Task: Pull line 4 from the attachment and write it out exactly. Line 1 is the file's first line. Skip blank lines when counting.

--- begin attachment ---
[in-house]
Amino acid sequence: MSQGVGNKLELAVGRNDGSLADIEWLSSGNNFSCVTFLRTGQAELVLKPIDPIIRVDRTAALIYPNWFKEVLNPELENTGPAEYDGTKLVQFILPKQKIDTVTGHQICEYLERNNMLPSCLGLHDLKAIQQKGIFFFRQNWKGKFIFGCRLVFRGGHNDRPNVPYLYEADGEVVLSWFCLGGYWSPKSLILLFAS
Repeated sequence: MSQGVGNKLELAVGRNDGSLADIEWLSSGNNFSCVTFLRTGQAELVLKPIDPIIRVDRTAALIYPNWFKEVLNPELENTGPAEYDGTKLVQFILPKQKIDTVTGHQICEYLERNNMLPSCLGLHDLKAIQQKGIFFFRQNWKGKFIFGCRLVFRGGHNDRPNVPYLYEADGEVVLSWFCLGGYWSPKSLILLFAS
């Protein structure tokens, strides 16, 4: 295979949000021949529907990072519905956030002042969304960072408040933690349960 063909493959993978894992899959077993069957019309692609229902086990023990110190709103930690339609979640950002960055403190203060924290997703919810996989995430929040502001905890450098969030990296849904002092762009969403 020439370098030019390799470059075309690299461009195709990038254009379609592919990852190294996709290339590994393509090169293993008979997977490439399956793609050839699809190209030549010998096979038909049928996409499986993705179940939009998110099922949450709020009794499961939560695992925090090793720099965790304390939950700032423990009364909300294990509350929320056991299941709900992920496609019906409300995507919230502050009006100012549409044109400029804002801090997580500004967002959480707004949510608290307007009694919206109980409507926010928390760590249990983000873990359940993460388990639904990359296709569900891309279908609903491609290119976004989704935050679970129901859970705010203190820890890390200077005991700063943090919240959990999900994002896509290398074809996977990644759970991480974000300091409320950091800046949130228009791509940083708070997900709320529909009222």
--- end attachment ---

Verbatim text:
């Protein structure tokens, strides 16, 4: 295979949000021949529907990072519905956030002042969304960072408040933690349960 063909493959993978894992899959077993069957019309692609229902086990023990110190709103930690339609979640950002960055403190203060924290997703919810996989995430929040502001905890450098969030990296849904002092762009969403 020439370098030019390799470059075309690299461009195709990038254009379609592919990852190294996709290339590994393509090169293993008979997977490439399956793609050839699809190209030549010998096979038909049928996409499986993705179940939009998110099922949450709020009794499961939560695992925090090793720099965790304390939950700032423990009364909300294990509350929320056991299941709900992920496609019906409300995507919230502050009006100012549409044109400029804002801090997580500004967002959480707004949510608290307007009694919206109980409507926010928390760590249990983000873990359940993460388990639904990359296709569900891309279908609903491609290119976004989704935050679970129901859970705010203190820890890390200077005991700063943090919240959990999900994002896509290398074809996977990644759970991480974000300091409320950091800046949130228009791509940083708070997900709320529909009222």